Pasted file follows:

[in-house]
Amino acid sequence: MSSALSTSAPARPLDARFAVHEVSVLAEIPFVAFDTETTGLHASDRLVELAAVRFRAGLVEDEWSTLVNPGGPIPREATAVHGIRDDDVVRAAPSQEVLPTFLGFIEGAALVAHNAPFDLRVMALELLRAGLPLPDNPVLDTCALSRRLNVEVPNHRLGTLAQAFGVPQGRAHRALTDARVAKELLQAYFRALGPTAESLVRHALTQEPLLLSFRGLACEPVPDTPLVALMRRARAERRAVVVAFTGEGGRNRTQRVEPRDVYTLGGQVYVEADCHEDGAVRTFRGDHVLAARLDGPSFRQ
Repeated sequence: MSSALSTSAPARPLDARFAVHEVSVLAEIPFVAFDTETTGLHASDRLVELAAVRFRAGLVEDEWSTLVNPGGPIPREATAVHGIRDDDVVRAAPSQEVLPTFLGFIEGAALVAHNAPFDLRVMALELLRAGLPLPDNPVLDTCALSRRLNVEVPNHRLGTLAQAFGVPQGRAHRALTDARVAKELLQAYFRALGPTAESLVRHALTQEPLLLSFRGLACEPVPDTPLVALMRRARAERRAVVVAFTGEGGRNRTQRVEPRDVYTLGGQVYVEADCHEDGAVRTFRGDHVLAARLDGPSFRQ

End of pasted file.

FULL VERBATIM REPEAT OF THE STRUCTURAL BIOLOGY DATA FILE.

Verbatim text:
[in-house]
Amino acid sequence: MSSALSTSAPARPLDARFAVHEVSVLAEIPFVAFDTETTGLHASDRLVELAAVRFRAGLVEDEWSTLVNPGGPIPREATAVHGIRDDDVVRAAPSQEVLPTFLGFIEGAALVAHNAPFDLRVMALELLRAGLPLPDNPVLDTCALSRRLNVEVPNHRLGTLAQAFGVPQGRAHRALTDARVAKELLQAYFRALGPTAESLVRHALTQEPLLLSFRGLACEPVPDTPLVALMRRARAERRAVVVAFTGEGGRNRTQRVEPRDVYTLGGQVYVEADCHEDGAVRTFRGDHVLAARLDGPSFRQ
Repeated sequence: MSSALSTSAPARPLDARFAVHEVSVLAEIPFVAFDTETTGLHASDRLVELAAVRFRAGLVEDEWSTLVNPGGPIPREATAVHGIRDDDVVRAAPSQEVLPTFLGFIEGAALVAHNAPFDLRVMALELLRAGLPLPDNPVLDTCALSRRLNVEVPNHRLGTLAQAFGVPQGRAHRALTDARVAKELLQAYFRALGPTAESLVRHALTQEPLLLSFRGLACEPVPDTPLVALMRRARAERRAVVVAFTGEGGRNRTQRVEPRDVYTLGGQVYVEADCHEDGAVRTFRGDHVLAARLDGPSFRQ